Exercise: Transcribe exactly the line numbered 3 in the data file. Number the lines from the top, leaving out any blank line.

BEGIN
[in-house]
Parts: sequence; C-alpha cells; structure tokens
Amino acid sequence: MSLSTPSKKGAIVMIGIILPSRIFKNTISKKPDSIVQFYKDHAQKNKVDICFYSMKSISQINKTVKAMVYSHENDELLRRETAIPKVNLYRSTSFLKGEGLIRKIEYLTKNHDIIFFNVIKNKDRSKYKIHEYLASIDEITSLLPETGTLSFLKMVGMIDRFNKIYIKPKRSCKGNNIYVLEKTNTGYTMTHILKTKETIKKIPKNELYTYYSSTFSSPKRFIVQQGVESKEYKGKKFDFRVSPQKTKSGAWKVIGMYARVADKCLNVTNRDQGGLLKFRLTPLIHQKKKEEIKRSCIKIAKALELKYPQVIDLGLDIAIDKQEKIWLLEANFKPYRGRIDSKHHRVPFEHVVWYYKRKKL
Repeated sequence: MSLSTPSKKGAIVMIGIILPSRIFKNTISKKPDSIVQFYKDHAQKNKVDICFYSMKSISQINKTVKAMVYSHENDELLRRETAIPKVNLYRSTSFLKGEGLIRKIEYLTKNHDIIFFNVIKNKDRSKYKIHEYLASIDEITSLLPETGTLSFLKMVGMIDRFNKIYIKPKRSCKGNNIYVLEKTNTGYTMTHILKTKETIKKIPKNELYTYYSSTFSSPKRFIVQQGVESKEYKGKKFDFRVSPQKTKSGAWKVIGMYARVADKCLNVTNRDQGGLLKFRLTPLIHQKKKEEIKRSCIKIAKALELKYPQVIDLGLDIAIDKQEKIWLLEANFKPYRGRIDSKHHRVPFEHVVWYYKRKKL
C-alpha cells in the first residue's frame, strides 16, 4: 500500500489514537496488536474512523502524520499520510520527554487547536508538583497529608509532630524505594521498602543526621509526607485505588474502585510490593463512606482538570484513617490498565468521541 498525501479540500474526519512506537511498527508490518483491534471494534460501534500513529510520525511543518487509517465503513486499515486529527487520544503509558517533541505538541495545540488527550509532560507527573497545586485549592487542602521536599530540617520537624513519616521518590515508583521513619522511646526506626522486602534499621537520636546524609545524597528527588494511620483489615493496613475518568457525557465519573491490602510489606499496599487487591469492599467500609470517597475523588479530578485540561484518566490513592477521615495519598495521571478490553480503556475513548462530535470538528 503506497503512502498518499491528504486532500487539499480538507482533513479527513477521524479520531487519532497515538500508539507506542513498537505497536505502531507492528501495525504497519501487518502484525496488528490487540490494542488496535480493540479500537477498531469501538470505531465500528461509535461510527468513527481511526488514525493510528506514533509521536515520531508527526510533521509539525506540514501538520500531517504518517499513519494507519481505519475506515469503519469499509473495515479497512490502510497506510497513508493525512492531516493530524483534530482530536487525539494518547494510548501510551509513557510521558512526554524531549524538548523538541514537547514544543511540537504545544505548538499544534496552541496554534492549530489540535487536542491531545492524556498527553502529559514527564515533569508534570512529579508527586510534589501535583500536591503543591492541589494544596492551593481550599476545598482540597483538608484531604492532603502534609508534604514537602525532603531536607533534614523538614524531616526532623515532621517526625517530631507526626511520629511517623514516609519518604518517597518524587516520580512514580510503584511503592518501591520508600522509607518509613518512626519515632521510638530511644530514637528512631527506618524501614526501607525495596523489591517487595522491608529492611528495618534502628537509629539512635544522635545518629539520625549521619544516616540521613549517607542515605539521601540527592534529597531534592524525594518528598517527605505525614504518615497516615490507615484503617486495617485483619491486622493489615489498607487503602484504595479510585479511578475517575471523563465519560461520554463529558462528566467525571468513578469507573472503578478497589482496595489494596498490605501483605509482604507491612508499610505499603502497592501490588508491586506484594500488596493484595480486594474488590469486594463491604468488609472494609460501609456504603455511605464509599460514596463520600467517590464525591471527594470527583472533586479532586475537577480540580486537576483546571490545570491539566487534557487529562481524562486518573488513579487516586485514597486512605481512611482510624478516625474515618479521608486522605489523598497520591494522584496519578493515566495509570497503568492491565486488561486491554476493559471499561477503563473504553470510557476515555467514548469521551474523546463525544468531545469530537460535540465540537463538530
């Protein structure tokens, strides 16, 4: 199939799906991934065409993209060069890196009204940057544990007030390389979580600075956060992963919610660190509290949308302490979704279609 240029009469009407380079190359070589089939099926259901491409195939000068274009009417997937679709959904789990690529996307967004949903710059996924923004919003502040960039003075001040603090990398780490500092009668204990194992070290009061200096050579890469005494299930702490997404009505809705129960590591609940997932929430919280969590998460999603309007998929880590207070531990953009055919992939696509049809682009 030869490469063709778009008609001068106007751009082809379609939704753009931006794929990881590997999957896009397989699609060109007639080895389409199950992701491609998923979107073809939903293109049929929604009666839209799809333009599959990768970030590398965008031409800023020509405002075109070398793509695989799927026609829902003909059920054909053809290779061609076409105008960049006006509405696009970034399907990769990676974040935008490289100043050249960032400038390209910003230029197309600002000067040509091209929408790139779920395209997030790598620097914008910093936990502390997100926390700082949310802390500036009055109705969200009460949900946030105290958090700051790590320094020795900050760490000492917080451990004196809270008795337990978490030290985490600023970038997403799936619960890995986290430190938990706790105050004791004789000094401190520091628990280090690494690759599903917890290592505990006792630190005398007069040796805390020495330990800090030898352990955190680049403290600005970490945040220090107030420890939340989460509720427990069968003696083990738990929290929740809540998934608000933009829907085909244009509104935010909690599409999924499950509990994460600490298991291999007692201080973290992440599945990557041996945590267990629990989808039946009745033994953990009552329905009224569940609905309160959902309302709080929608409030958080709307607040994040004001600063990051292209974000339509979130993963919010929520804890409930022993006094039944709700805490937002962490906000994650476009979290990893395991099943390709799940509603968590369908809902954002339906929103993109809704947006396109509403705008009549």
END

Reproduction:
Amino acid sequence: MSLSTPSKKGAIVMIGIILPSRIFKNTISKKPDSIVQFYKDHAQKNKVDICFYSMKSISQINKTVKAMVYSHENDELLRRETAIPKVNLYRSTSFLKGEGLIRKIEYLTKNHDIIFFNVIKNKDRSKYKIHEYLASIDEITSLLPETGTLSFLKMVGMIDRFNKIYIKPKRSCKGNNIYVLEKTNTGYTMTHILKTKETIKKIPKNELYTYYSSTFSSPKRFIVQQGVESKEYKGKKFDFRVSPQKTKSGAWKVIGMYARVADKCLNVTNRDQGGLLKFRLTPLIHQKKKEEIKRSCIKIAKALELKYPQVIDLGLDIAIDKQEKIWLLEANFKPYRGRIDSKHHRVPFEHVVWYYKRKKL